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Dolphins Can Hear Frequencies Ten Times Better Than Humans

Each year on April 14th, people across the nation participate in National Dolphin Day.

  • Dolphins are cetacean mammals that are related to whales and porpoises.
  • Ranging is size from 4 ft to up to 30 feet; dolphins are among almost forty species in 17 genera.
  • Found worldwide, they prefer the shallower seas of the continental shelves.
  • As carnivores, their diet consists of mostly fish and squid.
  • Male dolphin – bull
  • Female dolphin – cow
  • Young dolphin – calf
  • Group of dolphins – school or pod
  • Dolphins are known to have acute eyesight both in and out of the water along with having a well-developed sense of touch, with free nerve endings densely packed in the skin.
  • Dolphins can hear frequencies ten times or more above the upper limit of what adult humans can and are capable of making a broad range of sounds using nasal air sacs located just below the blowhole.
  • Living in pods of up to a dozen dolphins, they are highly social animals. Pods do merge in areas where there is an abundance of food, forming superpods, which may exceed 1,000 dolphins. Dolphins can, and do, establish strong bonds within their pods and will stay with injured or ill individuals, even helping them to breathe by bringing them to the surface if needed.
  • You will see the dolphins frequently leaping above the water’s surface. They do this for various reasons; when traveling, jumping saves them energy as there is less friction while in the air, this is known as porpoising.  Some other explanations for leaping include orientation, social display, fighting, non-verbal communication, entertainment and attempting to dislodge parasites.
  • The United States National Marine Mammal Foundation conducted a study that revealed that dolphins, like humans, develop a natural form of type 2 diabetes which may lead to a better understanding of the disease and new treatments for both humans and dolphins.
  • Compared to other animals, dolphins are believed to be very intelligent.
  • The Killer Whale (also known as Orca) is actually a type of dolphin.
  • Bottlenose dolphins are the most common and well known type of dolphin.
  • Dolphins live in schools or pods of up to 12 individuals.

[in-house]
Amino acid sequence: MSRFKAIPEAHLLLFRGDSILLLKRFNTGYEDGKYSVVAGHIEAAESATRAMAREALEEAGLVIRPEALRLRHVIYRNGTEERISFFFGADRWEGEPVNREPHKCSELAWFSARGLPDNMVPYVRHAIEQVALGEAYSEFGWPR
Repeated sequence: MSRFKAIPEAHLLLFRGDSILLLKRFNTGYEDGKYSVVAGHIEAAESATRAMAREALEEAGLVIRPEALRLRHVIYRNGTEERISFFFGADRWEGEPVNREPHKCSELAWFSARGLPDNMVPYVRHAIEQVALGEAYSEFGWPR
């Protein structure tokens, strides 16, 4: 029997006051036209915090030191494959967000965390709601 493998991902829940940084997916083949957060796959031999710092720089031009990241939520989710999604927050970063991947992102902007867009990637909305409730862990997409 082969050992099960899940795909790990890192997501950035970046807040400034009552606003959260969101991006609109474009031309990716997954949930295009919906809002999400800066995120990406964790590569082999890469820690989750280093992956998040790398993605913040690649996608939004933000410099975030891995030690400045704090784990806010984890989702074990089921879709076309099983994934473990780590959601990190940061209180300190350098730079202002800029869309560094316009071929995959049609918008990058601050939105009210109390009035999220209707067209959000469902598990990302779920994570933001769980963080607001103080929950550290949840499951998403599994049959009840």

• Dolphins often display a playful attitude which makes them popular in human culture. They can be seen jumping out of the water, riding waves, play fighting and occasionally interacting with humans swimming in the water.
  • Dolphins use a blowhole on top of their heads to breathe.
  • Dolphins communicate with each other by clicking, whistling and other sounds.
  • Some dolphin species face the threat of extinction, often directly as a result of human behavior. The Yangtze River Dolphin is an example of a dolphin species which may have recently become extinct.
  • Some fishing methods, such as the use of nets, kill a large number of dolphins every year.
  • Since dolphins can’t breathe underwater, they need to swim up to the ocean’s surface to get air. So how do they sleep without drowning? Essentially, dolphins are champion power nappers. Rather than sleep for several hours at a time, they rest one hemisphere of their brain for 15 to 20 minutes at a time, and they take these “naps” several times each day. By resting one hemisphere of their brain at a time, dolphins can continue swimming, breathing, and watching for predators 24/7.
  • To know where they are in relation to other objects and animals, dolphins use echolocation (a.k.a. biological sonar). After emitting a series of high-pitched clicks, they listen for the echoes to bounce off their surroundings. Based on these echoes, dolphins can judge where they are in space and determine the size and shape of nearby objects.
  • Although bottlenose dolphins are the most well-known and recognizable, there are 43 other dolphin species.
  • Dolphins aren’t swimming around with name tags, but every dolphin has its own unique whistle. Scientists believe that dolphins use these signature whistles for life, and female dolphins may even teach their calves their whistles before they’re born. Dolphins use their signature whistles to call out to one another and may be able to remember other dolphins’ whistles after decades apart.


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